The pandemic has written many stories of loss, of cancelled plans, of isolation. I can only hope that the sequels contain joyous reunions, and adventures that were all the sweeter for the waiting. It was certainly true in our case, as we traveled to the UK for the first time in two years, and were clasped in tight hugs by my in-laws upon emerging from immigration at the airport. For the next two weeks, we indulged in all that we had missed ... Spousal Unit's childhood home, pork pies, the generous hospitality of his parents, British beer, pub food, outings with friends and our beloved walks through the countryside. How fitting it was to find this sign along one of the dry stone walls.
The UK is the 51st most densely populated country on earth, 8 times more so than the US. And yet, you can easily find green spaces. A trip "home" is never complete for me without a walk through Gypsy Lauren and past the Bunny Banks, a mixture of woods and rolling farm fields where Spousal Unit might have gotten up to the occasional mischief (see picture above). I was delighted to see these dahlias brightening a home garden within the village.
My in-laws are avid gardeners, nourishing vegetables and flowers in the allotments directly across the street from their house. We can always count on fresh vegetables for dinner. These are just a couple of the carrots we savored during our visit.
On our fourth day in country, we drove to Leyburn, hoping that the weather would hold while we explored the Leyburn Shawl, a remarkable limestone terrace. The name "Shawl" could possibly have come from "shalle", a local derivation of the Vikings "scali" meaning huts or dwellings. Other historians suggest it is an abbreviation of "shaw-hill", "shaw" meaning a wood. You may prefer the alternative explanation written below - probably not historically accurate, but far more romantic!
(you can click on the image to enlarge)
This rocky scar is often mentioned in local history books as the route taken by Mary Queen of Scots while making an unsuccessful attempt to escape her imprisonment in Bolton Castle 1586-9. Legend tells us she dropped her shawl during her flight and hence the name of this formation.
The limestone terrace extends almost unbroken for two miles, gradually rising to 870 feet above sea level. At this point, the limestone is about 60 feet thick, forming a very striking escarpment overlooking Wensleydale.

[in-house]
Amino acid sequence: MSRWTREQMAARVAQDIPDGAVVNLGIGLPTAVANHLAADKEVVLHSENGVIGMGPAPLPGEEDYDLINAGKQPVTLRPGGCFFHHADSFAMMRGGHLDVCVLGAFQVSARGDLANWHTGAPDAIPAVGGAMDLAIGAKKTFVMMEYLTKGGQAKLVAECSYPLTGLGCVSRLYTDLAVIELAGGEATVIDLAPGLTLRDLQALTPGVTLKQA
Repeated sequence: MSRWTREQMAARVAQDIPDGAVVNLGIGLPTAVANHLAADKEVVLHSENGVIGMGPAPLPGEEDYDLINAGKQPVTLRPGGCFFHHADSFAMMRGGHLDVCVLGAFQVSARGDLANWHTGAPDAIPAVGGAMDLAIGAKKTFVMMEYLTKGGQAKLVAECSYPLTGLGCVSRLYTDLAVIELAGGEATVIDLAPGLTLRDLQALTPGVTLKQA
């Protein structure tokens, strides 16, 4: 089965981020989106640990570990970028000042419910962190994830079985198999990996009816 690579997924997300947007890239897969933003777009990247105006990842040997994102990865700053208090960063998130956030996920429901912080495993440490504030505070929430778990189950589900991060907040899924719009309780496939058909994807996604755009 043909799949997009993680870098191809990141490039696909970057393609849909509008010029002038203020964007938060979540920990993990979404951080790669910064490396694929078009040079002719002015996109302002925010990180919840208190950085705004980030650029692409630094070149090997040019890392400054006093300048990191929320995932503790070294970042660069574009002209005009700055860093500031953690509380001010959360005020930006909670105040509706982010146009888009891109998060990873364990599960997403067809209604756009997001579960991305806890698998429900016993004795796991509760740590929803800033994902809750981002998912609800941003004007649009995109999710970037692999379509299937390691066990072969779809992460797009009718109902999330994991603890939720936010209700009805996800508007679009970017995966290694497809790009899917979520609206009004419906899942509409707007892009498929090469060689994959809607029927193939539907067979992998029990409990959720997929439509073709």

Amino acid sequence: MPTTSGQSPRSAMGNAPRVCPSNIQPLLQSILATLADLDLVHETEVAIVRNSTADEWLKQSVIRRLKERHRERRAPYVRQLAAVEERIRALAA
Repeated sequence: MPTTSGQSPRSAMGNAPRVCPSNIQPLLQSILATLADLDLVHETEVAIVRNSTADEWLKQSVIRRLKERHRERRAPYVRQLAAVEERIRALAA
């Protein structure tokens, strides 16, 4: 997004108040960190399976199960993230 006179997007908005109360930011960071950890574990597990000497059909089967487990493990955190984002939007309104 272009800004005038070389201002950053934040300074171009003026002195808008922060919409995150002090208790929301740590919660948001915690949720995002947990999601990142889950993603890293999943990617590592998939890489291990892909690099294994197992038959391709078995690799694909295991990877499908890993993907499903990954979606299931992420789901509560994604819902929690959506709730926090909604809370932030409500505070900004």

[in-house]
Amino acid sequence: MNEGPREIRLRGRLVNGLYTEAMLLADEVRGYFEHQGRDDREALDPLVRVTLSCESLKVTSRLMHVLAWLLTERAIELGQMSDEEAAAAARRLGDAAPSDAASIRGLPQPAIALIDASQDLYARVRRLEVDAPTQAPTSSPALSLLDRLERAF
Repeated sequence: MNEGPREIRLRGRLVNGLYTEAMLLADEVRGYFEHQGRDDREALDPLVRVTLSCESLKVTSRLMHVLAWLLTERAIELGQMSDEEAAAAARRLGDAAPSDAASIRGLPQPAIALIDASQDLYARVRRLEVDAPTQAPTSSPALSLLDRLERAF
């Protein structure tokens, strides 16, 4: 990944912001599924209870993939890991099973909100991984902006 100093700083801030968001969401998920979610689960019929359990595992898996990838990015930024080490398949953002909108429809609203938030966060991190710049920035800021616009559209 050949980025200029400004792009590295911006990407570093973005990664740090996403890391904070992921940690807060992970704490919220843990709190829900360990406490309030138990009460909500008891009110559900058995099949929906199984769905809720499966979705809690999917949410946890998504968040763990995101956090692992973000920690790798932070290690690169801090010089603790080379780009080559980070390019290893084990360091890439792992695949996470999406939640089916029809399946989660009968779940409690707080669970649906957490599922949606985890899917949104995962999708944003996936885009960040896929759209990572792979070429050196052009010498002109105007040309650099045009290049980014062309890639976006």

As we left the escarpment and descended to the valley floor, we passed this smokestack. Despite a little sleuthing on the Internet, I have not been able to learn anything about it.
We had neared the midway point on our walk, and paused for coffee from Dad's flask, and assorted snacks.
As we left the grounds of the Bolton Estate, we entered the village of Wensley. Despite the chance of rain and cooler temperatures, we took advantage of the covered part of the outdoor patio at the Three Horseshoes pub for an adult beverage. Nearby, the grim skies lent a distinctly Bronte air to this church and its graveyard.
Two minutes further on, this garden delivered us from the gray. I stood on the pavement, snapping macro shots, when what to my wondering eyes should appear but a gentleman swinging a set of keys that promptly unlocked the narrow gate to - you guessed it - the garden!
"May I come in and look more closely at your beautiful flowers?" I asked. Well, no gardener can resist that opening!!! We stood just inside the gate, immediately at ease as happens with people who share deep interests in common. I was aware that I was holding up my fellow walkers, so after some minutes of discussing the history of his garden, the scourge of climate change and his passion for dahlias, I excused myself and took micro shots with some assistance from Spousal Unit. What a find!
The second half of the walk took us through the fields we had observed from the escarpment above.
Stone walls and hedges marked our progress, and autumn berries promised food sources for birds and squirrels to store up winter reserves.
As we reached the final uphill section to return to Leyburn, this barn anchored a corner of the field. I wondered about the hands that had laid the stones, and painstakingly placed the slates on the roof. Hands that squeezed a living from the land, creased hands that passed the legacy onto younger, softer hands. Did they know the gift they would give to those of us just passing through, those of us answering the call of the rolling hills?
Welcome to Mosaic Monday, a weekly meme where we get together to share our photo mosaics and collages.
Please include at least one photo mosaic/collage in your post.
The link will be open from 1 p.m. Sunday until 11 p.m. Tuesday (U.S. Mountain time).
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Thank you for joining in today and sharing your mosaics with us.